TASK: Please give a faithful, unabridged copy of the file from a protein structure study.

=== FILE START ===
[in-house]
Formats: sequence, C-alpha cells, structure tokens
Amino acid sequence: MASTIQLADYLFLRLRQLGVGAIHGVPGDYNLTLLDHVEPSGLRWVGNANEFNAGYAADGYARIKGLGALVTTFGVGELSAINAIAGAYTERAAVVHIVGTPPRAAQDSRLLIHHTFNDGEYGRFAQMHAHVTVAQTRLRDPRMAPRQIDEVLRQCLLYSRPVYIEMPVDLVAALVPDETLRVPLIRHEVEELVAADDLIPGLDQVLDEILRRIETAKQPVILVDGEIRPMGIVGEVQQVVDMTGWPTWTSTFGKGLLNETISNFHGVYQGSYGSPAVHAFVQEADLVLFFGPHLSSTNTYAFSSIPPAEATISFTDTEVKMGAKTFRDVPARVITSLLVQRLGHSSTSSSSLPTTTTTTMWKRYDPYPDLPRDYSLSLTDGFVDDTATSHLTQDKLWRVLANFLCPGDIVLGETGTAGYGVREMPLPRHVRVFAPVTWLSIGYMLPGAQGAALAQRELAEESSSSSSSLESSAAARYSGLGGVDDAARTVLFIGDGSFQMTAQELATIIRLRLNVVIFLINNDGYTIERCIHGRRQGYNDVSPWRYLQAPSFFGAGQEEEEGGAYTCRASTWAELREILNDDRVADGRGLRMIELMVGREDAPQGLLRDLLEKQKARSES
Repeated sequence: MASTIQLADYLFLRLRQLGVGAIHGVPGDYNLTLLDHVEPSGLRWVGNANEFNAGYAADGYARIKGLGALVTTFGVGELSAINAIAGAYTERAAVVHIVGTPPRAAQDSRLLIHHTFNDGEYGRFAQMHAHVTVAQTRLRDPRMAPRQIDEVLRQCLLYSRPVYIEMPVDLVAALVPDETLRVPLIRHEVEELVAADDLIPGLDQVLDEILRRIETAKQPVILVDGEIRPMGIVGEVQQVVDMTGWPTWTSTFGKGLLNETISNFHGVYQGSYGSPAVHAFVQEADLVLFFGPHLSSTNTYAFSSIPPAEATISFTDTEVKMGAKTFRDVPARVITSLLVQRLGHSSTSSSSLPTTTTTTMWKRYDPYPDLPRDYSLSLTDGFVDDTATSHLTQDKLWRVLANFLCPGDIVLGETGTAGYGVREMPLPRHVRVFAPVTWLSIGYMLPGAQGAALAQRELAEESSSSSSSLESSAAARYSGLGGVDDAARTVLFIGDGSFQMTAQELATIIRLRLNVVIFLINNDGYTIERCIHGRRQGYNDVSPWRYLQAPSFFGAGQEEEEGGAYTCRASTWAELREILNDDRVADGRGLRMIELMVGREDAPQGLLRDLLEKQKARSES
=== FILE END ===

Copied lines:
[in-house]
Formats: sequence, C-alpha cells, structure tokens
Amino acid sequence: MASTIQLADYLFLRLRQLGVGAIHGVPGDYNLTLLDHVEPSGLRWVGNANEFNAGYAADGYARIKGLGALVTTFGVGELSAINAIAGAYTERAAVVHIVGTPPRAAQDSRLLIHHTFNDGEYGRFAQMHAHVTVAQTRLRDPRMAPRQIDEVLRQCLLYSRPVYIEMPVDLVAALVPDETLRVPLIRHEVEELVAADDLIPGLDQVLDEILRRIETAKQPVILVDGEIRPMGIVGEVQQVVDMTGWPTWTSTFGKGLLNETISNFHGVYQGSYGSPAVHAFVQEADLVLFFGPHLSSTNTYAFSSIPPAEATISFTDTEVKMGAKTFRDVPARVITSLLVQRLGHSSTSSSSLPTTTTTTMWKRYDPYPDLPRDYSLSLTDGFVDDTATSHLTQDKLWRVLANFLCPGDIVLGETGTAGYGVREMPLPRHVRVFAPVTWLSIGYMLPGAQGAALAQRELAEESSSSSSSLESSAAARYSGLGGVDDAARTVLFIGDGSFQMTAQELATIIRLRLNVVIFLINNDGYTIERCIHGRRQGYNDVSPWRYLQAPSFFGAGQEEEEGGAYTCRASTWAELREILNDDRVADGRGLRMIELMVGREDAPQGLLRDLLEKQKARSES
Repeated sequence: MASTIQLADYLFLRLRQLGVGAIHGVPGDYNLTLLDHVEPSGLRWVGNANEFNAGYAADGYARIKGLGALVTTFGVGELSAINAIAGAYTERAAVVHIVGTPPRAAQDSRLLIHHTFNDGEYGRFAQMHAHVTVAQTRLRDPRMAPRQIDEVLRQCLLYSRPVYIEMPVDLVAALVPDETLRVPLIRHEVEELVAADDLIPGLDQVLDEILRRIETAKQPVILVDGEIRPMGIVGEVQQVVDMTGWPTWTSTFGKGLLNETISNFHGVYQGSYGSPAVHAFVQEADLVLFFGPHLSSTNTYAFSSIPPAEATISFTDTEVKMGAKTFRDVPARVITSLLVQRLGHSSTSSSSLPTTTTTTMWKRYDPYPDLPRDYSLSLTDGFVDDTATSHLTQDKLWRVLANFLCPGDIVLGETGTAGYGVREMPLPRHVRVFAPVTWLSIGYMLPGAQGAALAQRELAEESSSSSSSLESSAAARYSGLGGVDDAARTVLFIGDGSFQMTAQELATIIRLRLNVVIFLINNDGYTIERCIHGRRQGYNDVSPWRYLQAPSFFGAGQEEEEGGAYTCRASTWAELREILNDDRVADGRGLRMIELMVGREDAPQGLLRDLLEKQKARSES